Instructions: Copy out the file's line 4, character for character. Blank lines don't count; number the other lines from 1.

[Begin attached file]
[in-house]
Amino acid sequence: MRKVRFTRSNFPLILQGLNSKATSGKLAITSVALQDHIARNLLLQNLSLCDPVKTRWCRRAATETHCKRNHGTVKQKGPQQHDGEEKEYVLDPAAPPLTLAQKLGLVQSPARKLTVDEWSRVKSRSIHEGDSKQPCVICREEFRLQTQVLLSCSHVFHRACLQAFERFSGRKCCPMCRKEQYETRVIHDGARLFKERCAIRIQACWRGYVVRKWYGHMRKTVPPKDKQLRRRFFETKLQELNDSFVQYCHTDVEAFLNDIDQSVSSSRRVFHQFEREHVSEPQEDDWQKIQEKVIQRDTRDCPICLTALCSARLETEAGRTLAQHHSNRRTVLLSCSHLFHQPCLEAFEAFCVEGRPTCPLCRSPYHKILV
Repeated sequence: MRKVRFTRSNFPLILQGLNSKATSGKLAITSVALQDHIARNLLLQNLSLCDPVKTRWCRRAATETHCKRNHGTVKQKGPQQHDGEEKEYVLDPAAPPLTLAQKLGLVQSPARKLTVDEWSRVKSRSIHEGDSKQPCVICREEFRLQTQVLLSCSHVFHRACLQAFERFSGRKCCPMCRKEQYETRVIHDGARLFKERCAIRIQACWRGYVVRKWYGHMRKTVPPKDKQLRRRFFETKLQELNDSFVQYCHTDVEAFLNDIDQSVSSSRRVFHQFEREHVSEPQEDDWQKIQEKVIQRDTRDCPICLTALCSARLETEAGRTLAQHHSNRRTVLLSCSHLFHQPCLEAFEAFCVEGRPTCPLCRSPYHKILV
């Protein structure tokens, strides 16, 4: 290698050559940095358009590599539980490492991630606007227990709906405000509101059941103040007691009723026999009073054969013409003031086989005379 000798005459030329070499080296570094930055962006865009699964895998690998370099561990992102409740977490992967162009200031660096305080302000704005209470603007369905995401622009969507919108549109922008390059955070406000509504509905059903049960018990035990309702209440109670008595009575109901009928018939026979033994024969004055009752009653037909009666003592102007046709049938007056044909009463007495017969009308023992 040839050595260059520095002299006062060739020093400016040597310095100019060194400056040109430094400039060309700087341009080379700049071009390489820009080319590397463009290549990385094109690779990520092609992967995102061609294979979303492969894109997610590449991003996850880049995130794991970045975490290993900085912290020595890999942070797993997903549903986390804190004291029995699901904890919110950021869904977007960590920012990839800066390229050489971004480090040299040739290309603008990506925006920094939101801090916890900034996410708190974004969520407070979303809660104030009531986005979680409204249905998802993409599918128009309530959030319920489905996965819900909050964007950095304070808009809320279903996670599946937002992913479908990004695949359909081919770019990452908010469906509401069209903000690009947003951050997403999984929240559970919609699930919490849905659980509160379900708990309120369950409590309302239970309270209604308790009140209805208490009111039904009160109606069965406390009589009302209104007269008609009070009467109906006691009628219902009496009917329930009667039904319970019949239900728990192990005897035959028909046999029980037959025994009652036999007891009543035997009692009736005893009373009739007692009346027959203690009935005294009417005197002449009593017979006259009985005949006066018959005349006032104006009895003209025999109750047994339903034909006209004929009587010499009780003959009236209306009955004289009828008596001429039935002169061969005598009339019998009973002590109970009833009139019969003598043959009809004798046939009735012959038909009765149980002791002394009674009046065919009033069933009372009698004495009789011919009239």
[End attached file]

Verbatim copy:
């Protein structure tokens, strides 16, 4: 290698050559940095358009590599539980490492991630606007227990709906405000509101059941103040007691009723026999009073054969013409003031086989005379 000798005459030329070499080296570094930055962006865009699964895998690998370099561990992102409740977490992967162009200031660096305080302000704005209470603007369905995401622009969507919108549109922008390059955070406000509504509905059903049960018990035990309702209440109670008595009575109901009928018939026979033994024969004055009752009653037909009666003592102007046709049938007056044909009463007495017969009308023992 040839050595260059520095002299006062060739020093400016040597310095100019060194400056040109430094400039060309700087341009080379700049071009390489820009080319590397463009290549990385094109690779990520092609992967995102061609294979979303492969894109997610590449991003996850880049995130794991970045975490290993900085912290020595890999942070797993997903549903986390804190004291029995699901904890919110950021869904977007960590920012990839800066390229050489971004480090040299040739290309603008990506925006920094939101801090916890900034996410708190974004969520407070979303809660104030009531986005979680409204249905998802993409599918128009309530959030319920489905996965819900909050964007950095304070808009809320279903996670599946937002992913479908990004695949359909081919770019990452908010469906509401069209903000690009947003951050997403999984929240559970919609699930919490849905659980509160379900708990309120369950409590309302239970309270209604308790009140209805208490009111039904009160109606069965406390009589009302209104007269008609009070009467109906006691009628219902009496009917329930009667039904319970019949239900728990192990005897035959028909046999029980037959025994009652036999007891009543035997009692009736005893009373009739007692009346027959203690009935005294009417005197002449009593017979006259009985005949006066018959005349006032104006009895003209025999109750047994339903034909006209004929009587010499009780003959009236209306009955004289009828008596001429039935002169061969005598009339019998009973002590109970009833009139019969003598043959009809004798046939009735012959038909009765149980002791002394009674009046065919009033069933009372009698004495009789011919009239």